Friday, November 18, 2011

A "crisis" of faith

Note: This post has nothing to do with games, writing or mathematics.

When asked if I believe in God, my response if I provide one is usually something along the lines of: "Do you believe I have change in my pocket?"  Despite the confused looks I receive, I really do feel that this is the perfect response.  Of course the other person doesn't "believe" I have change in my pocket.  Nor do they "believe" I don't have change in my pocket.  They don't know either way and, more importantly, as long as they remain uncertain, the existence or non-existence of change in my pocket is unlikely to change their behavior in any way.

There may be a God.  In fact, one can relax the definition of "God" to the extent that there is almost certainly a God.  But, dispensing with the self-defeating task of trying to define the almighty, let us just assume for a moment that God does exist.  Let us throw in some additional qualifications as well.  God is aware, God had something to do with my creation, God has some sort of plan, and God is so far beyond me on the spectrum of being that, to me, his nature is incomprehensible.

Despite those rather impressive attributes, or perhaps because of them, I would claim that the question of God's existence is irrelevant to how I live my life.  Like most people I have a sense of "right" and "wrong".  It's neither constant nor infallible, but it's certainly there.  I have free will as well, and at every moment I can chose to do "right" or "wrong", but experience has taught me that doing "right" yields better long-term results than doing "wrong".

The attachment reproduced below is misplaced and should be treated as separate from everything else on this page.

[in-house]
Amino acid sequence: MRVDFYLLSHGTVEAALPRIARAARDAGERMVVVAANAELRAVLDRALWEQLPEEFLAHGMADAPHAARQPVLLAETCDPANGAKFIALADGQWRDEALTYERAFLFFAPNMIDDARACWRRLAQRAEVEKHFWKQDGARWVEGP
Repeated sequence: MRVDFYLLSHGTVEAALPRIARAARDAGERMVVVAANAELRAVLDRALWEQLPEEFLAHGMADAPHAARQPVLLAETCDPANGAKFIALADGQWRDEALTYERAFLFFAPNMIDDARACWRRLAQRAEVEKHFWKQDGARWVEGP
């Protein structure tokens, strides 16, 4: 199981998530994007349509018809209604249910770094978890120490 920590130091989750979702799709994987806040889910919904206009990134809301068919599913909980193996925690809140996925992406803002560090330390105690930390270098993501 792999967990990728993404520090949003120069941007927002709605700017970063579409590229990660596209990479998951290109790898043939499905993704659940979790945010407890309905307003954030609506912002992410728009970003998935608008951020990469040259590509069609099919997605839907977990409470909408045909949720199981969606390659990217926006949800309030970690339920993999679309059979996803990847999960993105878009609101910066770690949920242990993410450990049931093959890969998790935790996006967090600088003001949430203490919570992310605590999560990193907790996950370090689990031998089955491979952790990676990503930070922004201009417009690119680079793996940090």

I take no issue with those who believe this sense of morality is God-given.  But, to return to my original analogy, the question of where my ideas of correctness come from is as irrelevant to me as the amount of change you have in your pocket.  Honestly, if a great being appeared to me, claiming to be God, and if that great being directed me to perform actions that went against my own code of ethics, then I would be forced to conclude that such a being was not God.  Of course such a being might modify me in some way to bring me in line, but then I would no longer be the person I am now and this entire essay would become moot.

In conclusion, not only is the existence question both unknowable and unimportant to me, it must always remain so.  If God plans to allow me to keep my free will and my ability to question all things, then God cannot reveal herself to me.  Doing so would either fail, or would change me into something else entirely.